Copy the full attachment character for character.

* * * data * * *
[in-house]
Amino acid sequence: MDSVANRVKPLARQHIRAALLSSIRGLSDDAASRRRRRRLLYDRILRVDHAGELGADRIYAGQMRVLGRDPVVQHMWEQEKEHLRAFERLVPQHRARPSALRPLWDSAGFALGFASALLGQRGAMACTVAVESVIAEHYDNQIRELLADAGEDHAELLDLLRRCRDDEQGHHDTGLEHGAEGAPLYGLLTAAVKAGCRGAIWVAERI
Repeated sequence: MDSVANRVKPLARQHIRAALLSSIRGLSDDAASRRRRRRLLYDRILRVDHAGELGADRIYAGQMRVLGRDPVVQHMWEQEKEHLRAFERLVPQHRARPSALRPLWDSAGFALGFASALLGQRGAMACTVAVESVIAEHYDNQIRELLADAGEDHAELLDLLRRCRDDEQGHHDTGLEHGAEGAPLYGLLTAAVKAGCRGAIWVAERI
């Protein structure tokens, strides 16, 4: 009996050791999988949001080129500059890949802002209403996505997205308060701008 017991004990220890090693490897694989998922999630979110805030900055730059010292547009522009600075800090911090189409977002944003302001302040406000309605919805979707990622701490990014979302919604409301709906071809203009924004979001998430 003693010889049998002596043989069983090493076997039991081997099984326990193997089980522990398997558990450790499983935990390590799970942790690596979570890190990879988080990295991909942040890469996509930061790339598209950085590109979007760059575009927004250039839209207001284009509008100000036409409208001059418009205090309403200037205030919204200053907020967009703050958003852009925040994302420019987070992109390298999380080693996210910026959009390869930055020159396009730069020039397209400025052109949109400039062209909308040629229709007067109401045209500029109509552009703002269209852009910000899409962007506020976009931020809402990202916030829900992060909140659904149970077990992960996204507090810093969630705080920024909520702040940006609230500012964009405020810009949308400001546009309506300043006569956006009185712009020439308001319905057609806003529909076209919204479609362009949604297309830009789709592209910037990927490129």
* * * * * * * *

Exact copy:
[in-house]
Amino acid sequence: MDSVANRVKPLARQHIRAALLSSIRGLSDDAASRRRRRRLLYDRILRVDHAGELGADRIYAGQMRVLGRDPVVQHMWEQEKEHLRAFERLVPQHRARPSALRPLWDSAGFALGFASALLGQRGAMACTVAVESVIAEHYDNQIRELLADAGEDHAELLDLLRRCRDDEQGHHDTGLEHGAEGAPLYGLLTAAVKAGCRGAIWVAERI
Repeated sequence: MDSVANRVKPLARQHIRAALLSSIRGLSDDAASRRRRRRLLYDRILRVDHAGELGADRIYAGQMRVLGRDPVVQHMWEQEKEHLRAFERLVPQHRARPSALRPLWDSAGFALGFASALLGQRGAMACTVAVESVIAEHYDNQIRELLADAGEDHAELLDLLRRCRDDEQGHHDTGLEHGAEGAPLYGLLTAAVKAGCRGAIWVAERI
């Protein structure tokens, strides 16, 4: 009996050791999988949001080129500059890949802002209403996505997205308060701008 017991004990220890090693490897694989998922999630979110805030900055730059010292547009522009600075800090911090189409977002944003302001302040406000309605919805979707990622701490990014979302919604409301709906071809203009924004979001998430 003693010889049998002596043989069983090493076997039991081997099984326990193997089980522990398997558990450790499983935990390590799970942790690596979570890190990879988080990295991909942040890469996509930061790339598209950085590109979007760059575009927004250039839209207001284009509008100000036409409208001059418009205090309403200037205030919204200053907020967009703050958003852009925040994302420019987070992109390298999380080693996210910026959009390869930055020159396009730069020039397209400025052109949109400039062209909308040629229709007067109401045209500029109509552009703002269209852009910000899409962007506020976009931020809402990202916030829900992060909140659904149970077990992960996204507090810093969630705080920024909520702040940006609230500012964009405020810009949308400001546009309506300043006569956006009185712009020439308001319905057609806003529909076209919204479609362009949604297309830009789709592209910037990927490129």